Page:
Protected statuses include: Age, Disability, Gender, Gender Identity, Gender Expression, Genetic Information, Marital Status, Medical Condition, Nationality, Race or Ethnicity, Religion, Sexual Orientation, and Veteran or Military Status 

We would contend that it is this ideological move towards diversity — not any actual historical incidents — which lies at the base of the anti-historical campaigns in the USA, including the removal of Prospector Pete.

It is pertinent here to note how often the notion of “inclusivity” and “diversity” are utilized to perpetuate precisely the opposite – exclusion (of, for instance, statues or remembrance of certain historical instances) and homogeneity (ie. if you not sufficiently degredational towards certain historical figures you must be a bad person). This is not to say that exclusion and homogeneity are always bad, nor is it to say as much concerning diversity and inclusion. The principal question should always be: What specifically is being included or excluded and why? What is being homogenized or diversified, how and why? Such questions go by the way-side when on adopts a flat ontology as pertains to the aforementioned conceptions. For example, if one holds, as their highest standard, diversity and inclusivity then one must (if sufficiently dedicated to one’s own ideology) begin including individuals who are demonstrably harmful to their social unit (such as violent criminals or wrathful demagogues) and diversifying homogeneous units regardless of the consequence (i.e. firing productive and amiable employees simply because they did not meet certain ideological check-marks). In this vein, if one holds to homogeneity and exclusion as the highest standard, the problem is much the same, only reversed; wherein, productive and loyal individuals must be pushed aside and constructive diversification (such as of thought) must be hobbled. This is precisely what Americans have seen as regarding the anti-historical campaigns of leftists, progressives and neoliberals, which, as opposed to being a campaign of beatific diversity, is, in truth, really one of cultural hegemony.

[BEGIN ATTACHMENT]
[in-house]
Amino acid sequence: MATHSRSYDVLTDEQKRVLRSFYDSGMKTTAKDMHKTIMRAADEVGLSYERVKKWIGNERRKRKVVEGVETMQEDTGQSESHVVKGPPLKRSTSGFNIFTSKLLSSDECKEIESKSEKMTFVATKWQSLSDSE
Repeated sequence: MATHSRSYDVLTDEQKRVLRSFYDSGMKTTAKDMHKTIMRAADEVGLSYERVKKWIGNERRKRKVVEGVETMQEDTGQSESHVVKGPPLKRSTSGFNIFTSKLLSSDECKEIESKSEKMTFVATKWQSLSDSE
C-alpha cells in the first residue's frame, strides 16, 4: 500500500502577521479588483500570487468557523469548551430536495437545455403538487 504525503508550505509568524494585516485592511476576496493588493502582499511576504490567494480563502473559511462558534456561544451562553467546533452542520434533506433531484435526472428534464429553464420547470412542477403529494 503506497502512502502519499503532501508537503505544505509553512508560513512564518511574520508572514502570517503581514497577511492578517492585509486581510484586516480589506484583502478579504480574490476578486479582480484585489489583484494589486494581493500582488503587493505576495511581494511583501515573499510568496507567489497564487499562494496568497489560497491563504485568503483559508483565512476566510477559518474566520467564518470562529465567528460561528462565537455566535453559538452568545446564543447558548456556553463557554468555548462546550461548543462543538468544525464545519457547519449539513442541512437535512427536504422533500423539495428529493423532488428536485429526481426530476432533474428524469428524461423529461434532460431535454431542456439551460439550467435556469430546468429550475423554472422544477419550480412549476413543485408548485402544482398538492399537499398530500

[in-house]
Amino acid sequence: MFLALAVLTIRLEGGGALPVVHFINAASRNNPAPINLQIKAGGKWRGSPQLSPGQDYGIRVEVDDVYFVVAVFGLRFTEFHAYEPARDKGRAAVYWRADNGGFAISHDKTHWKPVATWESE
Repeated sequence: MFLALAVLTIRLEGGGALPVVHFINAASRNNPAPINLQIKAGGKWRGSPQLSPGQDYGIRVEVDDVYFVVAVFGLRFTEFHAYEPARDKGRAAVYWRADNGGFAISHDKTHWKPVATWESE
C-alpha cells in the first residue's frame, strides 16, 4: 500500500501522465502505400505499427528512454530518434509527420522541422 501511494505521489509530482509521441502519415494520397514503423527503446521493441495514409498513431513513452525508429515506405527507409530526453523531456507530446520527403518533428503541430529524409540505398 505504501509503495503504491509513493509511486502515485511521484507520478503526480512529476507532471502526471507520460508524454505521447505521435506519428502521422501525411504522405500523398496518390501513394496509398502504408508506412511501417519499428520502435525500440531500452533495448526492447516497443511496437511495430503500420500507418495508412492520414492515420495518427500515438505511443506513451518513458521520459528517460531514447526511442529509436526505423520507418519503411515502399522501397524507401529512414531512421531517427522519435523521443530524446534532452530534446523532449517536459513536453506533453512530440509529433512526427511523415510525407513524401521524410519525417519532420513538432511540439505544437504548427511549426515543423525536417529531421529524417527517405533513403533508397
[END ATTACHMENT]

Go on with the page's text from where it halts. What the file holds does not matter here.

Any nation which forgets its history forgets also itself.

This article was originally published on LogosLogistics